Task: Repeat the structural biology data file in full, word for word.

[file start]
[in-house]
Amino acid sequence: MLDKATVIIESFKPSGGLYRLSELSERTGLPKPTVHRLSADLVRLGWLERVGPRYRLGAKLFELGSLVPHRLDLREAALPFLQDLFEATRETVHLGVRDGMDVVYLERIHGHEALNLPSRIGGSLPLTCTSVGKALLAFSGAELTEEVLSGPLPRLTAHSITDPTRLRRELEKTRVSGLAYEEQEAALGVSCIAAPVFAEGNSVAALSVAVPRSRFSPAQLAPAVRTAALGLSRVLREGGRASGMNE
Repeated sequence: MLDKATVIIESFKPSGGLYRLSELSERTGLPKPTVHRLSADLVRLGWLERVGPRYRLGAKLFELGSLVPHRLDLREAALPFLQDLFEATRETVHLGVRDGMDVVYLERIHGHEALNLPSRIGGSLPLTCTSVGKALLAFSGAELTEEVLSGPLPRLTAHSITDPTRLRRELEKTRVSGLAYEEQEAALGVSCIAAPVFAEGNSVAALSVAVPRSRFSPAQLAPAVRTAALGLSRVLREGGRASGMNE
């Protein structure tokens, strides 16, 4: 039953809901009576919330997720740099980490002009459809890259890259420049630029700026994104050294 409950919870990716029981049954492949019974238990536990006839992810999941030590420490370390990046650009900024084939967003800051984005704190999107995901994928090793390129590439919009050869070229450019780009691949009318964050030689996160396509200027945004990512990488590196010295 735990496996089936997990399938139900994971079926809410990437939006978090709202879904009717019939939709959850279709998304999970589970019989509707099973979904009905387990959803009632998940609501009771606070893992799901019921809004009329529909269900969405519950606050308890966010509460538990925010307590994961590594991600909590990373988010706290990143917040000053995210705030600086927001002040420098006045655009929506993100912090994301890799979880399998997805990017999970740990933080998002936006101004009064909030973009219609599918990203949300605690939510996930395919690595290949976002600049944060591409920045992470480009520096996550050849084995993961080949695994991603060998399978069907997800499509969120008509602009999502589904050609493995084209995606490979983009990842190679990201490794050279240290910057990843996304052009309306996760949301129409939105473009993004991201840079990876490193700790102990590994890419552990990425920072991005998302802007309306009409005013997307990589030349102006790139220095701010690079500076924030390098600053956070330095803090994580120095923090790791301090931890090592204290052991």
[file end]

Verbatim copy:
[in-house]
Amino acid sequence: MLDKATVIIESFKPSGGLYRLSELSERTGLPKPTVHRLSADLVRLGWLERVGPRYRLGAKLFELGSLVPHRLDLREAALPFLQDLFEATRETVHLGVRDGMDVVYLERIHGHEALNLPSRIGGSLPLTCTSVGKALLAFSGAELTEEVLSGPLPRLTAHSITDPTRLRRELEKTRVSGLAYEEQEAALGVSCIAAPVFAEGNSVAALSVAVPRSRFSPAQLAPAVRTAALGLSRVLREGGRASGMNE
Repeated sequence: MLDKATVIIESFKPSGGLYRLSELSERTGLPKPTVHRLSADLVRLGWLERVGPRYRLGAKLFELGSLVPHRLDLREAALPFLQDLFEATRETVHLGVRDGMDVVYLERIHGHEALNLPSRIGGSLPLTCTSVGKALLAFSGAELTEEVLSGPLPRLTAHSITDPTRLRRELEKTRVSGLAYEEQEAALGVSCIAAPVFAEGNSVAALSVAVPRSRFSPAQLAPAVRTAALGLSRVLREGGRASGMNE
């Protein structure tokens, strides 16, 4: 039953809901009576919330997720740099980490002009459809890259890259420049630029700026994104050294 409950919870990716029981049954492949019974238990536990006839992810999941030590420490370390990046650009900024084939967003800051984005704190999107995901994928090793390129590439919009050869070229450019780009691949009318964050030689996160396509200027945004990512990488590196010295 735990496996089936997990399938139900994971079926809410990437939006978090709202879904009717019939939709959850279709998304999970589970019989509707099973979904009905387990959803009632998940609501009771606070893992799901019921809004009329529909269900969405519950606050308890966010509460538990925010307590994961590594991600909590990373988010706290990143917040000053995210705030600086927001002040420098006045655009929506993100912090994301890799979880399998997805990017999970740990933080998002936006101004009064909030973009219609599918990203949300605690939510996930395919690595290949976002600049944060591409920045992470480009520096996550050849084995993961080949695994991603060998399978069907997800499509969120008509602009999502589904050609493995084209995606490979983009990842190679990201490794050279240290910057990843996304052009309306996760949301129409939105473009993004991201840079990876490193700790102990590994890419552990990425920072991005998302802007309306009409005013997307990589030349102006790139220095701010690079500076924030390098600053956070330095803090994580120095923090790791301090931890090592204290052991």